Eurozone banks back 14% of structured products
Advisers should continue to monitor counterparty risk but current turmoil no added cause for concern.
A total of 106 structured products made available to advisers since the start of 2011 have a eurozone bank as a counterparty, Investment Adviser can reveal.
The figure represents 14 per cent of the total of 750 structured products issued to advisers and sold to clients over the period.
Spain last week became the latest eurozone state to see a raft of its banks have their credit ratings cut, with Moody’s downgrading 16 of the nation’s lenders including ‘big three’ giants Santander, BBVA and La Caixa.
This came as a political crisis in Greece and rising peripheral European government bond yields threatened to derail the entire single euro currency project and throw the Continent’s banking sector into a prolonged crisis.
If a eurozone bank was to collapse, the capital held in structured products that used the bank as a counterparty could be at risk although the European Central Bank is continuing to take steps to ensure the stability of the eurozone.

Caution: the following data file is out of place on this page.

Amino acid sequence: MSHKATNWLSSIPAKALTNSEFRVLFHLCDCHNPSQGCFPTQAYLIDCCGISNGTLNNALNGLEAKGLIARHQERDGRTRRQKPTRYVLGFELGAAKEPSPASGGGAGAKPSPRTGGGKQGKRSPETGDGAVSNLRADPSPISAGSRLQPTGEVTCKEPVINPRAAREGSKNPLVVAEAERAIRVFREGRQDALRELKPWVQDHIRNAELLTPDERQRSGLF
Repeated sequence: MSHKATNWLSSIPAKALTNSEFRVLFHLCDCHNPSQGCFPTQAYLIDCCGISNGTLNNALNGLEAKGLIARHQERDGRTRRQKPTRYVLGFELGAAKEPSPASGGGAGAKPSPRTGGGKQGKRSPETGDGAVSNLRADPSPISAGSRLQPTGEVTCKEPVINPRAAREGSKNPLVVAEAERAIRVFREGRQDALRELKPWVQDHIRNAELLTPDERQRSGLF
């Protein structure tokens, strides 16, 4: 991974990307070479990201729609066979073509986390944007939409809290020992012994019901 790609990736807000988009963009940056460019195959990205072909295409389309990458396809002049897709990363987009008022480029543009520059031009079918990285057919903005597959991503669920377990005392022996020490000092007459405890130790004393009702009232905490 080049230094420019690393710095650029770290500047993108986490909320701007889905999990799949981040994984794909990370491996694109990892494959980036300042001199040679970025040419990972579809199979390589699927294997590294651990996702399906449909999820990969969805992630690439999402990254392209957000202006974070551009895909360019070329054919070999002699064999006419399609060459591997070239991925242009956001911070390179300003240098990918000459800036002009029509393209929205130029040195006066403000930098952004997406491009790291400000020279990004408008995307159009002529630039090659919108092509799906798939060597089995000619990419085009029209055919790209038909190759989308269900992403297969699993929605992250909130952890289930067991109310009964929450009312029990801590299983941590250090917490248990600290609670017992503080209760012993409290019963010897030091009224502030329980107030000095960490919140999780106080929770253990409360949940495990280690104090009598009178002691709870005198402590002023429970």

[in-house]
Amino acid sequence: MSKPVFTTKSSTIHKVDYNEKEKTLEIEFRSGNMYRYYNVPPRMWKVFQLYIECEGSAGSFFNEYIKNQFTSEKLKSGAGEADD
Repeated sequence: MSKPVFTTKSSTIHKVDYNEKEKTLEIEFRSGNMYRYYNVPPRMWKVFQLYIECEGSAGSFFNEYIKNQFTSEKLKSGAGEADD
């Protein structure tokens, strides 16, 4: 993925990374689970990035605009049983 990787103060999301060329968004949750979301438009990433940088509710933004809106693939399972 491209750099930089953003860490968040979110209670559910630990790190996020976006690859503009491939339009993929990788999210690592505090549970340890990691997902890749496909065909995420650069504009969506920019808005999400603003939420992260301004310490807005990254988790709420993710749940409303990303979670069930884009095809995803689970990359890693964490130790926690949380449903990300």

Data from StructuredProductReview.com, which lists all structured products available through UK advisers, shows that 62 products launched since the start of 2011 are backed or partly backed by the UK arm of Spanish bank Santander, including 12 through its Abbey National subsidiary.
These include 15 products issued by Legal & General, and four issues of Aviva Investors’ Defined Growth Plan, which include Abbey National among six counterparties.
Meteor Asset Management chose European banks as counterparties for 25 of its 54 products launched since January 2011, including Rabobank, based in the Netherlands, France’s BNP Paribas and Spain’s second biggest lender BBVA.
BNP Paribas and fellow French investment banking giant Société Générale backed nine products between them, while other counterparties used included Ireland’s Ulster Bank.
StructuredProductReview.com founder Ian Lowes said: “Advisers should be very aware of counterparties in order to diversify - limiting exposure to one counterparty is critical.”
He said Rabobank remains AAA-rated by two major agencies, and that BNP Paribas was “arguably no more risky than Royal Bank of Scotland”, which backs 199 structured products issued since January 2011.
“One way of seeing how the market reflects risk is by looking at the credit default swaps for each counterparty, as it shows how the market values that risk,” Mr Lowes added. “That’s very volatile though so you can’t use it as a definitive indicator.”
Santander’s UK arm earlier this month moved to reassure investors that it would not be adversely affected by the crisis engulfing the Spanish banking sector, after some UK county councils stopped placing overnight deposits it.